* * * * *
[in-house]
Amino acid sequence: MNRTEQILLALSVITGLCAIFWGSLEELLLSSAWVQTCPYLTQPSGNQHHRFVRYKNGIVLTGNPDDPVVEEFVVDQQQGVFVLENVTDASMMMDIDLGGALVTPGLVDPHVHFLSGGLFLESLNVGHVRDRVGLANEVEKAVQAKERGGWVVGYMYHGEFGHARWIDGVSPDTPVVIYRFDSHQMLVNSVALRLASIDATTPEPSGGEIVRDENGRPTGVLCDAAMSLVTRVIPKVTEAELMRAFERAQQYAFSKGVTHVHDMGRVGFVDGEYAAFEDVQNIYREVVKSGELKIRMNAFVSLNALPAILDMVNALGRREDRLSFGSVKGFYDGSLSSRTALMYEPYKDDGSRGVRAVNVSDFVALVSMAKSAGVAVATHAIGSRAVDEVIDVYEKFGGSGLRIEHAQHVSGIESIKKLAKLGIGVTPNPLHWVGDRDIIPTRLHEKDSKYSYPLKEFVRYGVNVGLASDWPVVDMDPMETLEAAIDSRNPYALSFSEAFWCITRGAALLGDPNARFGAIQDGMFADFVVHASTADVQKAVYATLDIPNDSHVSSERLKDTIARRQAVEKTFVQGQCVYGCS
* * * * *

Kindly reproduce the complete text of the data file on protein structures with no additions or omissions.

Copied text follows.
[in-house]
Amino acid sequence: MNRTEQILLALSVITGLCAIFWGSLEELLLSSAWVQTCPYLTQPSGNQHHRFVRYKNGIVLTGNPDDPVVEEFVVDQQQGVFVLENVTDASMMMDIDLGGALVTPGLVDPHVHFLSGGLFLESLNVGHVRDRVGLANEVEKAVQAKERGGWVVGYMYHGEFGHARWIDGVSPDTPVVIYRFDSHQMLVNSVALRLASIDATTPEPSGGEIVRDENGRPTGVLCDAAMSLVTRVIPKVTEAELMRAFERAQQYAFSKGVTHVHDMGRVGFVDGEYAAFEDVQNIYREVVKSGELKIRMNAFVSLNALPAILDMVNALGRREDRLSFGSVKGFYDGSLSSRTALMYEPYKDDGSRGVRAVNVSDFVALVSMAKSAGVAVATHAIGSRAVDEVIDVYEKFGGSGLRIEHAQHVSGIESIKKLAKLGIGVTPNPLHWVGDRDIIPTRLHEKDSKYSYPLKEFVRYGVNVGLASDWPVVDMDPMETLEAAIDSRNPYALSFSEAFWCITRGAALLGDPNARFGAIQDGMFADFVVHASTADVQKAVYATLDIPNDSHVSSERLKDTIARRQAVEKTFVQGQCVYGCS